In all highly developed cultures, music – represented and embodied by certain instruments, as well as particular ways of singing and playing – is the most faithful spiritual reflection of a people’s soul and history. Of all the instruments used in its ancient musical traditions, Armenia has given special pride of place to a unique instrument, the duduk. It is no exaggeration to say that this instrument is the utmost expression of Armenia. As soon as we hear the sound of these instruments – they are usually played as a duo – the almost vocal quality and sweetness of their vibrations transport us to an extraordinary elegiac and poetic universe, introducing us to a dimension that is both intimate and profound. The music acts as a genuine balm, at once sensual and spiritual, which touches the human soul and gently heals all its wounds and sorrows.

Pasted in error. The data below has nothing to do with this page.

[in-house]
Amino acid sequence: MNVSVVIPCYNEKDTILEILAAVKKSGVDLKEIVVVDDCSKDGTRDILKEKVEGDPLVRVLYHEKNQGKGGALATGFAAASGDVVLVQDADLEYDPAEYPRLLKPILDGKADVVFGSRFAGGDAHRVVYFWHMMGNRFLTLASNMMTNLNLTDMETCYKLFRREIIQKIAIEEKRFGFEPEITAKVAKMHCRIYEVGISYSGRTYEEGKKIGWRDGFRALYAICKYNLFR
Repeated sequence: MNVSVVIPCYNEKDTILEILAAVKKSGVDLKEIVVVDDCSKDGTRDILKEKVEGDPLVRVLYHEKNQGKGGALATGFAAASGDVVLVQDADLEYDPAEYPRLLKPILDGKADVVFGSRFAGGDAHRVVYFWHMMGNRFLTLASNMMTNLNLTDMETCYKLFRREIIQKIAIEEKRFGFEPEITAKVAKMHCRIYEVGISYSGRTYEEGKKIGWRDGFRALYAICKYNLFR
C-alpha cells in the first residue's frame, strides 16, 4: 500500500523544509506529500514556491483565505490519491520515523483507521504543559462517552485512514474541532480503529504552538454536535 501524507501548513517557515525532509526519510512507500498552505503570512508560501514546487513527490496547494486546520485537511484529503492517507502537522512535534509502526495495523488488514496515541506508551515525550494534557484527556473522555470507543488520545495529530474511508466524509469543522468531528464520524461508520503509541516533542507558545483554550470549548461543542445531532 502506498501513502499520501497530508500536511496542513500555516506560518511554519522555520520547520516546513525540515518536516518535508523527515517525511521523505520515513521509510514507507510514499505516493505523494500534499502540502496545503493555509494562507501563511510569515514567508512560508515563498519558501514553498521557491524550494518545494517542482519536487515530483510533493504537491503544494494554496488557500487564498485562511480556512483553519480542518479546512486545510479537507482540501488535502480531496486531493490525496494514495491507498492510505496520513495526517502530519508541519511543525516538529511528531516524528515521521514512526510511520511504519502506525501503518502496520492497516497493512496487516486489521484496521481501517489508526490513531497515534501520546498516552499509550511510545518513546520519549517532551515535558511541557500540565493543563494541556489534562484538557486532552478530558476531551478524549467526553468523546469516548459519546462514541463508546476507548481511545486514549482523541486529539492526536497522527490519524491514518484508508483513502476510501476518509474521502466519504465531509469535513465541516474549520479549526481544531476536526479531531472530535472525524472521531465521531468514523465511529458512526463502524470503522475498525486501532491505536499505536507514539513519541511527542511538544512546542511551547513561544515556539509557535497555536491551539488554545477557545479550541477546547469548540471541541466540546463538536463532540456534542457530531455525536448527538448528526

Montserrat Figueras felt a deep affinity and enormous fascination for these Armenian instruments, especially the duduk and the kamancha, as well as a great admiration for the extraordinary musical qualities of our musician friends from Armenia. After her death, I found great consolation in listening to these wonderful Laments for two duduks and kamancha, and that is why I asked our Armenian friends to take part in the farewell ceremonies that we held for our beloved Montserrat. Their musical performances filled the venues with otherworldly sounds of overwhelming beauty and spirituality. It was after moments of such great emotion, and prompted by the deeply consoling effects of their music, that I had the idea of dedicating this unique project to the memory of Montserrat Figueras, at the same time paying a personal homage to the Armenian people, who have suffered so much throughout their history (a suffering that has yet to be fully recognized) and who, in spite of so much pain, have inspired music that is so full of love and conveys such peace and harmony. It is also a sincere homage to the wonderful musicians who devote their lives to keeping the memory of this ancient culture alive. By a great stroke of luck, back in 2004 our very dear friend, the outstanding kamancha player Gaguik Mouradian, had given me several collections of Armenian music, including the fabulous “THESAURUS” of Armenian melodies, published at Yerevan in 1982 by the musicologist Nigoghos Tahmizian, in which I have found some extremely beautiful examples of this repertory. To these we have added the pieces for kamancha, as well as those for two duduks, suggested by our Armenian friends. Together with another extraordinary musician and very dear friend, the duduk player Haïg Sarikouyoumdjian, I spent several months studying and deciphering the secrets of these ancient and beautiful melodies, listening to old recordings and discovering the “hidden” keys to the style and character of each piece. Over the last several months, not a single night has passed without my spending a few precious hours studying and playing these powerfully seductive melodies.